If you have followed my blog in recent weeks, you are aware that I was ordained a married priest by Archbishop Emmanuel Milingo (also married) on December 10, 2006. This was made possible via 'The Married Priests Now! Prelature.' However, rather than receiving a welcome by the Roman Catholic hierarchy, as is the case with married Episcopalian priests who become Roman Catholic priests, I have been told that I cannot receive Communion in my long-time parish, unless I renounce my ordination and repent via the Sacrament of Reconciliation.

I have no intention of renouncing my ordination. At the very least, it is my prayer that my ordination will inspire others in the Roman Catholic community who are genuinely called to pursue their God-given vocations.

Married priests give strong witness to the fact that even after marriage and raising families, their craving to serve at the Eucharistic table continues. Although my circumstances are slightly different, in that I don't have children (was married late in life), I nevertheless am a godparent to three children. I would like nothing better than to be a good example to them via my role as a married priest, with the added blessing of the Roman Catholic hierarchy.

As stated in other writings, I am fortunate to live in Rochester, New York, because of the fact that we have a very inclusive Catholic community known as Spiritus Christi Church. Since the Rochester Diocese is denying Communion to me, for the simple reason that I was ordained a married priest, Spiritus Christi is becoming more attractive to me each passing day.

In conclusion, I want to welcome the married priest to the Los Angeles Archdiocese. At the same time, however, I pray that the Roman Catholic hierarchy will see the hypocrisy in their actions. If they are going to accept married Episcopalian priests in the Roman Catholic presbyterate, why not bring back the 125,000 priests who entered into marriage? In addition, rather than denying Communion to me as a punishment for becoming an ordained married priest, why not recognize me as a member of the presbyterate who could help alleviate the Eucharistic famine we are currently facing?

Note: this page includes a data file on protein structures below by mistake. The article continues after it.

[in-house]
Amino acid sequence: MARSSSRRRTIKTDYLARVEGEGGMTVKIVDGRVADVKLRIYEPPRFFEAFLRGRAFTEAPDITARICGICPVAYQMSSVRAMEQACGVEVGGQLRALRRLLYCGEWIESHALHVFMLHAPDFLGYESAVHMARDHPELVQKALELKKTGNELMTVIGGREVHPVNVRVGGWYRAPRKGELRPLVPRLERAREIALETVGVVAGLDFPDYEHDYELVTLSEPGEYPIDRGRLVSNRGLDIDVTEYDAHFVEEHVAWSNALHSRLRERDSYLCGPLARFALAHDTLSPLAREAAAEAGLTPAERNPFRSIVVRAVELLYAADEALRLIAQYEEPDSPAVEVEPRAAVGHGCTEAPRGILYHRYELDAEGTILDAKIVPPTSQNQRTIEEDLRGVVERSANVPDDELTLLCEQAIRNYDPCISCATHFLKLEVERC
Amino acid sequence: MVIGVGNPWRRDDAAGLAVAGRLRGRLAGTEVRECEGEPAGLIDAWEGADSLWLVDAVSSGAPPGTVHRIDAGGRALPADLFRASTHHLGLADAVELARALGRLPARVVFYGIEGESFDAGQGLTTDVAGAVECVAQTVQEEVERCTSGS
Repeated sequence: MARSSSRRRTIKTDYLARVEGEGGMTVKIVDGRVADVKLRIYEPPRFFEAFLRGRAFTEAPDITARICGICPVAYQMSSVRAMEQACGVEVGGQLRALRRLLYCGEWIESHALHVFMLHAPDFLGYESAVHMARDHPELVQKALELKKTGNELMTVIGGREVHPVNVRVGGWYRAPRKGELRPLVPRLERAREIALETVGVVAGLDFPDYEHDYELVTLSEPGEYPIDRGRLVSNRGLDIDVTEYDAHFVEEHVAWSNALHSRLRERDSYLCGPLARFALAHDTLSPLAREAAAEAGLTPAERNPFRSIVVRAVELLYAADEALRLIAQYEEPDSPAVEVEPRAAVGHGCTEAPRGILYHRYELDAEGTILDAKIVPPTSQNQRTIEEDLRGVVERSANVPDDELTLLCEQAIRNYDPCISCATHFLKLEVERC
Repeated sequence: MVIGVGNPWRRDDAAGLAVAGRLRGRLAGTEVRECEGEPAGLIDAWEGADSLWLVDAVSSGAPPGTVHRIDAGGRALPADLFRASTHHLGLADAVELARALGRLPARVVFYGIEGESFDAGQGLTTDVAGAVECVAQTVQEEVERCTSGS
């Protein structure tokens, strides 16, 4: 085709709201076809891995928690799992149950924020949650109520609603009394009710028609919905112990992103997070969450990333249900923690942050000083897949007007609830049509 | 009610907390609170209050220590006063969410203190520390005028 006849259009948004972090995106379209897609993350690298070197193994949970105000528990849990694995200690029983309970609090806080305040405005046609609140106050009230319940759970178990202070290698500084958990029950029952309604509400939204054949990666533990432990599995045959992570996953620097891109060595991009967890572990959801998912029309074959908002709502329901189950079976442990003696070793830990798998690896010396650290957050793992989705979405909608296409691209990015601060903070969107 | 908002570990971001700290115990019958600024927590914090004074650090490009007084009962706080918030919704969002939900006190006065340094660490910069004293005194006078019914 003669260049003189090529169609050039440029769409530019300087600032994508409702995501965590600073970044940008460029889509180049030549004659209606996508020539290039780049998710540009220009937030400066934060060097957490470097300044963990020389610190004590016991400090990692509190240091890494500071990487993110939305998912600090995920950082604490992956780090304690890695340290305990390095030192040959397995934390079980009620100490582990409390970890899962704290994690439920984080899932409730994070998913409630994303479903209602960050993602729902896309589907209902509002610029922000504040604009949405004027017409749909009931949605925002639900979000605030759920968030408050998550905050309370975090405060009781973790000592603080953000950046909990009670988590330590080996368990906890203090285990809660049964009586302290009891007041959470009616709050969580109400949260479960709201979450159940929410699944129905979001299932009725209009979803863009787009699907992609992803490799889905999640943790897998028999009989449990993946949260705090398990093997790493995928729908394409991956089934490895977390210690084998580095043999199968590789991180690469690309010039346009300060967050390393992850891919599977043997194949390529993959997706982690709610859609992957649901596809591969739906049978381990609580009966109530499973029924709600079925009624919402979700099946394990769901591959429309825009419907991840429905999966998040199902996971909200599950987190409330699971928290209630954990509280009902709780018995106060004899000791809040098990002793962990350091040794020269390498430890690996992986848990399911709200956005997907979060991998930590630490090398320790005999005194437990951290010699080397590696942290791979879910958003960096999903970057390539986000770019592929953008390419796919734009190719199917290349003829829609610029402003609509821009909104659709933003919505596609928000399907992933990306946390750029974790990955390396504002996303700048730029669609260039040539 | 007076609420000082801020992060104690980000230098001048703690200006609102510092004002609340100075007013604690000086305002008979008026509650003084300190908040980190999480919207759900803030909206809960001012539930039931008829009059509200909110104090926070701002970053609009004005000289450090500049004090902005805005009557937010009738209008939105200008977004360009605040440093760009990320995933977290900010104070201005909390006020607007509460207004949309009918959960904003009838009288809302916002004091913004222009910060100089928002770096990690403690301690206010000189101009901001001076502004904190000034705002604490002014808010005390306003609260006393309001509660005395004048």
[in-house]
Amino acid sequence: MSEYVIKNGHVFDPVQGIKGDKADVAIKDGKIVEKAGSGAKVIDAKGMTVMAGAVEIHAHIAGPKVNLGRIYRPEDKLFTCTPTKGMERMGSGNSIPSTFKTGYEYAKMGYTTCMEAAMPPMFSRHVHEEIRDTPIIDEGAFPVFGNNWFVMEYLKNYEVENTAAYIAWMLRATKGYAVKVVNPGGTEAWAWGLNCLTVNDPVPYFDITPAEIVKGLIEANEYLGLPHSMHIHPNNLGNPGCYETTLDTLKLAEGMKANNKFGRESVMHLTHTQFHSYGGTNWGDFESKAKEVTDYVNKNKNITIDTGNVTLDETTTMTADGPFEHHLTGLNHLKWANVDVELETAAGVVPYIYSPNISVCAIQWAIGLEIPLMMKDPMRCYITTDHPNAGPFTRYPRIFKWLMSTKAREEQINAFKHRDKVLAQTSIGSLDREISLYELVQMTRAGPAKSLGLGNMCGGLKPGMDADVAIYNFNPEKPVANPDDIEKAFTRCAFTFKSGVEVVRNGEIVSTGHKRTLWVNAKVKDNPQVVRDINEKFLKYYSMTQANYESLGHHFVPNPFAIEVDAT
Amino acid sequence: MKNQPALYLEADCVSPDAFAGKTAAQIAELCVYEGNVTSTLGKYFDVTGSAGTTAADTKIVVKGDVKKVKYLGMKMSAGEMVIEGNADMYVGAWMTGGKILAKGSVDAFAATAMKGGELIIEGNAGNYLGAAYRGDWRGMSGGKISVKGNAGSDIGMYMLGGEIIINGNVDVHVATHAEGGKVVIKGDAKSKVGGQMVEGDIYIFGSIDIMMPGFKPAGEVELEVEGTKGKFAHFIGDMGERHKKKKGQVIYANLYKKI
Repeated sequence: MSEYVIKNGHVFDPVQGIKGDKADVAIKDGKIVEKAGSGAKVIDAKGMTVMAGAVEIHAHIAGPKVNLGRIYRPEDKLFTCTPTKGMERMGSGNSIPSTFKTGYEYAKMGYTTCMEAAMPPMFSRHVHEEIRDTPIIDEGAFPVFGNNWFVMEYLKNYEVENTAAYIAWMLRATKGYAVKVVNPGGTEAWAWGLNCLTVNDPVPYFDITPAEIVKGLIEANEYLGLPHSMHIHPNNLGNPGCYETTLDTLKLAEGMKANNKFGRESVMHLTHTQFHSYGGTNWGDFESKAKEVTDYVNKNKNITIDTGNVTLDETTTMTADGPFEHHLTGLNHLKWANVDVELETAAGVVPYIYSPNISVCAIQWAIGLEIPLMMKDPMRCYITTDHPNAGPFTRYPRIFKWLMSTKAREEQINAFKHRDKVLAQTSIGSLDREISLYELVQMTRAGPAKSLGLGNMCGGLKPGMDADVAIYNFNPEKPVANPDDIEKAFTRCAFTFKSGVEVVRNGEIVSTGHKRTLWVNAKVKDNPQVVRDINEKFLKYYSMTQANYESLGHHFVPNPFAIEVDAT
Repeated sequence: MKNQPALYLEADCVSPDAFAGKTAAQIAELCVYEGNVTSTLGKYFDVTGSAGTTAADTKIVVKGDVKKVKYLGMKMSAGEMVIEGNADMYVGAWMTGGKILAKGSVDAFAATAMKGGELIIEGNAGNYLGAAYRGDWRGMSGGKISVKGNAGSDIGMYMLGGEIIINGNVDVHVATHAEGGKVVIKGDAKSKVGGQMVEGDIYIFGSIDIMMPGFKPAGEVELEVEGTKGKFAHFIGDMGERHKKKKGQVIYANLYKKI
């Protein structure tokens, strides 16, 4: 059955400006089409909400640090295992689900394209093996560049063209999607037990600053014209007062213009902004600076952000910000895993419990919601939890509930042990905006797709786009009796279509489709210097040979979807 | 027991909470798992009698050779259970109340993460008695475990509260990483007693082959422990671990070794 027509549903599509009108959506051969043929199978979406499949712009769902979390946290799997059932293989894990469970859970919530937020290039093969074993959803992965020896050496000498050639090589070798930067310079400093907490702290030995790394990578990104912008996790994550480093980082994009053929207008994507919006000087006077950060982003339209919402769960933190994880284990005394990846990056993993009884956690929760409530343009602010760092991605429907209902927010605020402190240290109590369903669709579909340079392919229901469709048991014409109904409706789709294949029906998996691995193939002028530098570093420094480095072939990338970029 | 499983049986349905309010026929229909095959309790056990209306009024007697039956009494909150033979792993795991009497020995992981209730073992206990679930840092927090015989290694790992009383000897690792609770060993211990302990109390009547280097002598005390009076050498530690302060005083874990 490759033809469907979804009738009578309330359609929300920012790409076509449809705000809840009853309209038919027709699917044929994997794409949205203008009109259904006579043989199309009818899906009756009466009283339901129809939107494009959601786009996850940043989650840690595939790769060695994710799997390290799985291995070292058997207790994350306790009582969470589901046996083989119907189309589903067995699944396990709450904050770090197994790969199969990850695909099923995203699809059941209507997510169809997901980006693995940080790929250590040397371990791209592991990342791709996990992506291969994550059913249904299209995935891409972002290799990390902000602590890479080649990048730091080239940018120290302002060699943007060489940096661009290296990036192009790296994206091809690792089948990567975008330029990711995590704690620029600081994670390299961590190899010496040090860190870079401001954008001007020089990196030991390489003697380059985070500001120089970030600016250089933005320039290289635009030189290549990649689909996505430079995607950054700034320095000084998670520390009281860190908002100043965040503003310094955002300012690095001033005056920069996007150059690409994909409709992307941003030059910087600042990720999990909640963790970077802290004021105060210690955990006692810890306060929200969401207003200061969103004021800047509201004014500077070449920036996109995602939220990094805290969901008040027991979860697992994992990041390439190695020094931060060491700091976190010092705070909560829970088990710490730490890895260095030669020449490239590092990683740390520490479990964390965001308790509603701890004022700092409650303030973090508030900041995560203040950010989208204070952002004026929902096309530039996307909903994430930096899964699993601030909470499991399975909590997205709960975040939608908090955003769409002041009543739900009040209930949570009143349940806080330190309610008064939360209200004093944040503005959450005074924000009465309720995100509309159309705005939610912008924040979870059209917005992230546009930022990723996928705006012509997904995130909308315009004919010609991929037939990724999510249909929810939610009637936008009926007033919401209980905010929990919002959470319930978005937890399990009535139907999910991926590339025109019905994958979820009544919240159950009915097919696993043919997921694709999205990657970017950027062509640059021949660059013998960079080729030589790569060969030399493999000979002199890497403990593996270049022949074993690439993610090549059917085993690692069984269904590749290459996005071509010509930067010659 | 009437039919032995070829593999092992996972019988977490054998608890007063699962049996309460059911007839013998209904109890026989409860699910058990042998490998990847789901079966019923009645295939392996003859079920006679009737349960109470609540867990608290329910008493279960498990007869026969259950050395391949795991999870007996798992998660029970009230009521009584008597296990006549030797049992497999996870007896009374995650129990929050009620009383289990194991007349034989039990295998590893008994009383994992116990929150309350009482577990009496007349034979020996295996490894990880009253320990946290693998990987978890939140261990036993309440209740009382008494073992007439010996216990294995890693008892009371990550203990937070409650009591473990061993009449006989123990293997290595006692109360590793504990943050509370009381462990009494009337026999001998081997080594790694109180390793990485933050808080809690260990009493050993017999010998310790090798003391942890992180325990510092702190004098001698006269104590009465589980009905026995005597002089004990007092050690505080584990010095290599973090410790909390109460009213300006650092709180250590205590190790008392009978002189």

Let us continue to pray for a more inclusive church.

Wednesday, March 14, 2007

Women's Ordination Conference Writes to the Pope

Dear Blog Visitors:

I continue to be grateful every day for the fact that Archbishop Emmanuel Milingo ordained me to the presbyterate on December 10, 2006. I can only hope to honor him by continuing to articulate the plight of married priests around the world who want nothing more than a place at the table.

Just as I continue to be an advocate for optional celibacy, my work toward the ordination of women will continue as well. After all, a table is never complete, unless women are present.

I am encouraged by the scholarly work that continues to be done on the role women played in the early church. During the first century, we are certain that leaders of early communities consisted of bishops, deacons and deaconesses. The priesthood was a later development, when it became evident that communities had become too large for bishops to manage on their own. So, the priesthood evolved, in order to ensure that the Eucharist would be available for all the faithful. Recent evidence has convinced me that there were a few women priests. So, a strong argument can be made for an apostolic succession that includes both sexes.